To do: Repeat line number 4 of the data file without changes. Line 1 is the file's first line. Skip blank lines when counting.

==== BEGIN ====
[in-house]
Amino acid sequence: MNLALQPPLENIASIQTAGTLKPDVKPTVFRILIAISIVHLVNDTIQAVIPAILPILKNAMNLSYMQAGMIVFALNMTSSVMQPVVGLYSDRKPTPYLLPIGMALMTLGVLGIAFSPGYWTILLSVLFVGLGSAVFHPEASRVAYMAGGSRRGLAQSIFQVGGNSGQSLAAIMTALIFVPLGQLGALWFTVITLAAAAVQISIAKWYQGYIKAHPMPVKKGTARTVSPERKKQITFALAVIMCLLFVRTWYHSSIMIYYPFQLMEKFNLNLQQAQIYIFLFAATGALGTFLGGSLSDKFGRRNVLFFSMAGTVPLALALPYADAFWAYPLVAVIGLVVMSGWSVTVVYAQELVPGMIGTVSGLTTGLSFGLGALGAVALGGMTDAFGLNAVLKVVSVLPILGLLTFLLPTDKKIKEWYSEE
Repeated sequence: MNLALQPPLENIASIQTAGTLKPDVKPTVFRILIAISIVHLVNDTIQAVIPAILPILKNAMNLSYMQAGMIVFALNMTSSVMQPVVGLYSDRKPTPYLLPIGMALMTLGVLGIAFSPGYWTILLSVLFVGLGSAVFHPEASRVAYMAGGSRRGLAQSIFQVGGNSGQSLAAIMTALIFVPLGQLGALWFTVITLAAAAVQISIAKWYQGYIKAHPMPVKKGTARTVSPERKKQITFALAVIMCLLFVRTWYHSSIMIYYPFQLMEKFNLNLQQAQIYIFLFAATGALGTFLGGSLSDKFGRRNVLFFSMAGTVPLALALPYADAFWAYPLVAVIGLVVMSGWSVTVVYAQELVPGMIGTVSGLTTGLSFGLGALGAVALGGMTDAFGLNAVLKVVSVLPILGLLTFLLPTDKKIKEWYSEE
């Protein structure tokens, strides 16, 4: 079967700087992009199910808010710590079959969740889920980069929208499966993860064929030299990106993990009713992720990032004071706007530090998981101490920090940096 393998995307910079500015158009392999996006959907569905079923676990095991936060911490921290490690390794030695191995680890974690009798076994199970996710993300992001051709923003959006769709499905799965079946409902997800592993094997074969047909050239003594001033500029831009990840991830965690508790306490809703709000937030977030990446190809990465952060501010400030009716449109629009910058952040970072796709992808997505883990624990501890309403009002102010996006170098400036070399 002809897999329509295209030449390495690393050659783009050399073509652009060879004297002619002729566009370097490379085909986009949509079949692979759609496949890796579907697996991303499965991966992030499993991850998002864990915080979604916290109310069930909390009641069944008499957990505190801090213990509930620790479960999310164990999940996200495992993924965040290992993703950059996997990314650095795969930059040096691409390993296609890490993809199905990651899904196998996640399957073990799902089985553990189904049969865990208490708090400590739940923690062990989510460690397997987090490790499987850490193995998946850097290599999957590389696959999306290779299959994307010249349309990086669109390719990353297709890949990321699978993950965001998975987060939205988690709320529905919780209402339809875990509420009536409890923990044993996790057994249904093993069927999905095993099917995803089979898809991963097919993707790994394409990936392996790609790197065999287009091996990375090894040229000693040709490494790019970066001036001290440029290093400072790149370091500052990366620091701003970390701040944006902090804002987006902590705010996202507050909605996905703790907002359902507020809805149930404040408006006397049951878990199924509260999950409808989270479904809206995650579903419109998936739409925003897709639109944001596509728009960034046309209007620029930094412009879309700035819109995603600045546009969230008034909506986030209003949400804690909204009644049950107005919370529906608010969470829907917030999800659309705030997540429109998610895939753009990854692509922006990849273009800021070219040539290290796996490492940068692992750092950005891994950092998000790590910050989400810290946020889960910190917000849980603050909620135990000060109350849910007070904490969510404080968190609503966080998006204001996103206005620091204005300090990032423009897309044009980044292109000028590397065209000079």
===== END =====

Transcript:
């Protein structure tokens, strides 16, 4: 079967700087992009199910808010710590079959969740889920980069929208499966993860064929030299990106993990009713992720990032004071706007530090998981101490920090940096 393998995307910079500015158009392999996006959907569905079923676990095991936060911490921290490690390794030695191995680890974690009798076994199970996710993300992001051709923003959006769709499905799965079946409902997800592993094997074969047909050239003594001033500029831009990840991830965690508790306490809703709000937030977030990446190809990465952060501010400030009716449109629009910058952040970072796709992808997505883990624990501890309403009002102010996006170098400036070399 002809897999329509295209030449390495690393050659783009050399073509652009060879004297002619002729566009370097490379085909986009949509079949692979759609496949890796579907697996991303499965991966992030499993991850998002864990915080979604916290109310069930909390009641069944008499957990505190801090213990509930620790479960999310164990999940996200495992993924965040290992993703950059996997990314650095795969930059040096691409390993296609890490993809199905990651899904196998996640399957073990799902089985553990189904049969865990208490708090400590739940923690062990989510460690397997987090490790499987850490193995998946850097290599999957590389696959999306290779299959994307010249349309990086669109390719990353297709890949990321699978993950965001998975987060939205988690709320529905919780209402339809875990509420009536409890923990044993996790057994249904093993069927999905095993099917995803089979898809991963097919993707790994394409990936392996790609790197065999287009091996990375090894040229000693040709490494790019970066001036001290440029290093400072790149370091500052990366620091701003970390701040944006902090804002987006902590705010996202507050909605996905703790907002359902507020809805149930404040408006006397049951878990199924509260999950409808989270479904809206995650579903419109998936739409925003897709639109944001596509728009960034046309209007620029930094412009879309700035819109995603600045546009969230008034909506986030209003949400804690909204009644049950107005919370529906608010969470829907917030999800659309705030997540429109998610895939753009990854692509922006990849273009800021070219040539290290796996490492940068692992750092950005891994950092998000790590910050989400810290946020889960910190917000849980603050909620135990000060109350849910007070904490969510404080968190609503966080998006204001996103206005620091204005300090990032423009897309044009980044292109000028590397065209000079």